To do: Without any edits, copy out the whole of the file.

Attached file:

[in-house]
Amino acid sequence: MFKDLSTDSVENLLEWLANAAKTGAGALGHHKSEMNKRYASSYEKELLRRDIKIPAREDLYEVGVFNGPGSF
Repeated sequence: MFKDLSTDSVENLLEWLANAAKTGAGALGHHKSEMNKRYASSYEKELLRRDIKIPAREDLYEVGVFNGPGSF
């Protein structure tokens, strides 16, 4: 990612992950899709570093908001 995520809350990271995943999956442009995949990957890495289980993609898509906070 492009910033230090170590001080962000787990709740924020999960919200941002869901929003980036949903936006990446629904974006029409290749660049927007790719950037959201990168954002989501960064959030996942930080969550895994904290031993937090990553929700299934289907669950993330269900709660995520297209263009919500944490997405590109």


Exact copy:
[in-house]
Amino acid sequence: MFKDLSTDSVENLLEWLANAAKTGAGALGHHKSEMNKRYASSYEKELLRRDIKIPAREDLYEVGVFNGPGSF
Repeated sequence: MFKDLSTDSVENLLEWLANAAKTGAGALGHHKSEMNKRYASSYEKELLRRDIKIPAREDLYEVGVFNGPGSF
């Protein structure tokens, strides 16, 4: 990612992950899709570093908001 995520809350990271995943999956442009995949990957890495289980993609898509906070 492009910033230090170590001080962000787990709740924020999960919200941002869901929003980036949903936006990446629904974006029409290749660049927007790719950037959201990168954002989501960064959030996942930080969550895994904290031993937090990553929700299934289907669950993330269900709660995520297209263009919500944490997405590109």